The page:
This book presents a national-level analysis of disasters in the backdrop of the vulnerability of the Indian population. Offering an interdisciplinary perspective, it highlights that while conventional wisdom has persistently maligned ‘nature’ for disasters, majority of disasters in India are not due to ‘natural’ causes.

Vulnerable India: A Geographical Study of Disasters reconceptualizes the discourse on disaster and argues persuasively for the necessity of examining socio-economic vulnerability in relation to geography. With the aid of exhaustive research, comparative statistical analyses and data presented in the form tables and maps, it provides an incisive insight into 16 different disasters across 594 districts of the country. The author introduces new terms such as ‘disasterscape’, ‘disaster index’ and ‘vulnerability cluster’ for better understanding. Not only does she review traditional and modern perceptions of disasters in India, she also examines the representation of disasters in popular Indian cinema and provides a historical understanding of Indian perception of natural disasters and India's continuing failure to adequately contain damage to life and property.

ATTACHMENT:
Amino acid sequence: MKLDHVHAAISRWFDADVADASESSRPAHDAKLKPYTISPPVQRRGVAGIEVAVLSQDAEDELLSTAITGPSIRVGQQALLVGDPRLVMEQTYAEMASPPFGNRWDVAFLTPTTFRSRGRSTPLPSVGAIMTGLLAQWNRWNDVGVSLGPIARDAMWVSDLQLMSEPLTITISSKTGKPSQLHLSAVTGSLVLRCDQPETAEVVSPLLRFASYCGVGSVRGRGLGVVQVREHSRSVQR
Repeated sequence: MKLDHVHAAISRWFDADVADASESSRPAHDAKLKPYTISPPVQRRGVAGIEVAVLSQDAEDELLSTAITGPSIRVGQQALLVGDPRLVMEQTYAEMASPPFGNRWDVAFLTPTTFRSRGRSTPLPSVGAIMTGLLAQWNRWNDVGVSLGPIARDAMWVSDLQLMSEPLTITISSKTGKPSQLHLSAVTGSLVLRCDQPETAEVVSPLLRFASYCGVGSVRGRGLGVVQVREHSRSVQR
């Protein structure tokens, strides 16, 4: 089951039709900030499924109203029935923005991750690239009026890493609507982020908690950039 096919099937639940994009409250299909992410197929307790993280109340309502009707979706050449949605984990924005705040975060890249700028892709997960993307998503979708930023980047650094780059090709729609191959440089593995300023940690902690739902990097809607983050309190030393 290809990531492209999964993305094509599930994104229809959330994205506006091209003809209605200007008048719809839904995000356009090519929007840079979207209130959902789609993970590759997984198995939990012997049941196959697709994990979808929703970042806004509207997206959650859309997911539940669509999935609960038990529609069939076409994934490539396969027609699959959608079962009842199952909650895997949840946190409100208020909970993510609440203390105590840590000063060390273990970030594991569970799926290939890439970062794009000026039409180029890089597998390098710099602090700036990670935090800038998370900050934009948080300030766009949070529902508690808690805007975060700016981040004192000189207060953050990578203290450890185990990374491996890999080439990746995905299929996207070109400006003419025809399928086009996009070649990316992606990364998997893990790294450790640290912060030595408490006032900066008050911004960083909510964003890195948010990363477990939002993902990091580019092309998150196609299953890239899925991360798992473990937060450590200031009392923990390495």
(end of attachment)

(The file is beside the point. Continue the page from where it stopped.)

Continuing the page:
This book will be extremely valuable to disaster research institutes and centers of disaster management studies. It is an ideal reference material for students of disaster management, environment science, environmental sociology, geography, development studies and social work.

India's Disasterscape

India's disasterscape

It was a mark of respect rather than a mere ritual that every male at Jamak got his head shaven when seventy-three neighbours died in an earthquake that shook Uttarkashi on 20 October 1991. There were to be no cremations. No reading of last rites. Merely burials beneath tons of rocks. Bodies savaged by beasts were thrown hurriedly into the Bhagirathi. The settlement of Jamak had turned this normally chirpy river into a flowing graveyard. But in Mowad, some 1,000 kilometres from Nagpur, it was the river Wardha that turned the settlement into a cemetery on 7 August 1991. It was the fury of floods of Wardha, which inundated huge boulders into Mowad, a municipal settlement of 10,000 inhabitants. Corpses of children ...

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